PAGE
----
Getting Past the Mid-Term Elections

November 23, 2018 | Jeffrey Wellwood


Getting Past the Mid-Terms


With the mid-term elections behind us, we can now focus on a more meaningful dialogue around the markets. After all, markets inherently do not like uncertainty.


Using history as a guide, I thought it would be relevant to look back to see how the US markets have fared post mid-term elections. In short, history would suggest that you would buy into mid-term election year turbulence, which is precisely what we have had so far this year!


One of the most interesting figures I have seen is the average decline before the mid-term election and the average gain from that low the following year. As you can see from the chart below, the average decline before a mid-term election has been – 20.6% from the markets peak to trough. The average gain from those lows to the high the following year is + 47.3%. While past performance is no certainty for future returns, it certainly provides us with a reason to be optimistic.



Furthermore, if you look at “Year 3” of a Presidential cycle, or the year following mid-term elections, you typically have very strong market performance.


If we parse the data further, we can extrapolate and better understand when the markets do better or worse than the average under which parties rule over the Presidency, House, and Senate.



So what does this outcome mean for our investment thesis?


There will most likely be more gridlock. There could be a higher likelihood of a government shutdown around the debt ceiling. There also may be potential investigations of the President, his administration and Trump family finances. All this could lead to risk-off market sentiment. However, it will be very difficult to bring forward impeachment charges as it would have to be done by the Senate (GOP controlled), and even more difficult to get a conviction.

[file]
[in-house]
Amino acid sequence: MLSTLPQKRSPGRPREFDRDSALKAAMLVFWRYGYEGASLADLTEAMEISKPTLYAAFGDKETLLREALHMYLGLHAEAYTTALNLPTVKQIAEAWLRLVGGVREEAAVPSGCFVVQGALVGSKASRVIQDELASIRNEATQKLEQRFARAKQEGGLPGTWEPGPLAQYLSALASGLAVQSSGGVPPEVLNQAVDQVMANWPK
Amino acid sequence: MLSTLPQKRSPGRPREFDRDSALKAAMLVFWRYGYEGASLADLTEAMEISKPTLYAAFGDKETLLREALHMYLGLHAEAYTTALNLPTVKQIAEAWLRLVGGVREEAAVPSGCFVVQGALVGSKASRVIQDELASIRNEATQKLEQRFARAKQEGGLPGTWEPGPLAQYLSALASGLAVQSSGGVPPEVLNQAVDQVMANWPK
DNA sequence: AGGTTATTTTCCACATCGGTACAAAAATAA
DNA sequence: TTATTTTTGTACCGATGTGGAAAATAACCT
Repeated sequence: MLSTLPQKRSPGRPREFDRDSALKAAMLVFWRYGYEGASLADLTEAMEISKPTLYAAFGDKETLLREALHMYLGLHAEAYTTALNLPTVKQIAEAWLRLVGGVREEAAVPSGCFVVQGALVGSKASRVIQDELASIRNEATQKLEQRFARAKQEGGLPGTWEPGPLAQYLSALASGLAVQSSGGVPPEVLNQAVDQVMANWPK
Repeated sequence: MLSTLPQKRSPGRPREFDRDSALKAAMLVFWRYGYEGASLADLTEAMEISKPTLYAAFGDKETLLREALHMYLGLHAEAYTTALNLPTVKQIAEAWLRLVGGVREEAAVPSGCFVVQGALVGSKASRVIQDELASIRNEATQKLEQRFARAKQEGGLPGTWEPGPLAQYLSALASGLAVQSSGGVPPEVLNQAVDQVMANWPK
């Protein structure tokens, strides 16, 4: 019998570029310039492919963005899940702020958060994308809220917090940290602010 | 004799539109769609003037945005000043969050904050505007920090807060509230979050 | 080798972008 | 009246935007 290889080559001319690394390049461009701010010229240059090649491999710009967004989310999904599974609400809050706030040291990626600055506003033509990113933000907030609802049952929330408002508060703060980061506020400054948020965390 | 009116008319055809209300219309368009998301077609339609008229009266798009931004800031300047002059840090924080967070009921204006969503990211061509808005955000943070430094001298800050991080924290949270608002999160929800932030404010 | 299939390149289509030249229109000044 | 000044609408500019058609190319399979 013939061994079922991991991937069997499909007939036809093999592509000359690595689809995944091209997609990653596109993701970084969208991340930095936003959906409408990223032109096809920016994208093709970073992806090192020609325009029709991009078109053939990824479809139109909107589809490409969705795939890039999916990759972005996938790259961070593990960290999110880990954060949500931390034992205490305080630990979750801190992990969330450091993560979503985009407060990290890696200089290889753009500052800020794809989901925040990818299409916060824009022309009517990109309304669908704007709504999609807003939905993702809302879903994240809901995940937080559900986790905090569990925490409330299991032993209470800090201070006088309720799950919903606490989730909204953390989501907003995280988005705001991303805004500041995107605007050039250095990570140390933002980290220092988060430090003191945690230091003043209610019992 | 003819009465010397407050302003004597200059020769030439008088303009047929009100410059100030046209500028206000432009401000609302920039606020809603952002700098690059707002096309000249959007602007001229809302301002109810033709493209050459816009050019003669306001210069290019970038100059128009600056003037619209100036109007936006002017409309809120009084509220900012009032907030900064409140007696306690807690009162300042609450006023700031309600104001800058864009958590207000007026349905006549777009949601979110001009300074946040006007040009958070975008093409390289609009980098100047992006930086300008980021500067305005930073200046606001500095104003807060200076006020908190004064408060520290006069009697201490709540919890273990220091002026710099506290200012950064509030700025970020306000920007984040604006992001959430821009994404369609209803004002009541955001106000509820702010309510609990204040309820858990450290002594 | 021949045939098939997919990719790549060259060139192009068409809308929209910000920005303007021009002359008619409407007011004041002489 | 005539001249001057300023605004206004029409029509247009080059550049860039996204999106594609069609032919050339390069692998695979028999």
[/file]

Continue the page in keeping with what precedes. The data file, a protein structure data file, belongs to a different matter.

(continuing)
On the positive side, the biggest government policy to impact the market has already been implemented: tax cuts! And these wont’ be repealed. Trade policy won’t change, as the President has executive power. Furthermore, if we get some sort of resolution around trade with China, the market will surely respond favourably.


While all this makes for good entertainment, it’s important to focus on what matters and stick with an asset allocation strategy that makes sense for you. With a strong US economy, low unemployment, and the opportunity of improved market sentiment, this outcome does not change our constructive view of US markets and the US economy. However, there will certainly be more noise surrounding Washington and, therefore, more volatility. So grab your popcorn, sit back, relax, and enjoy the show!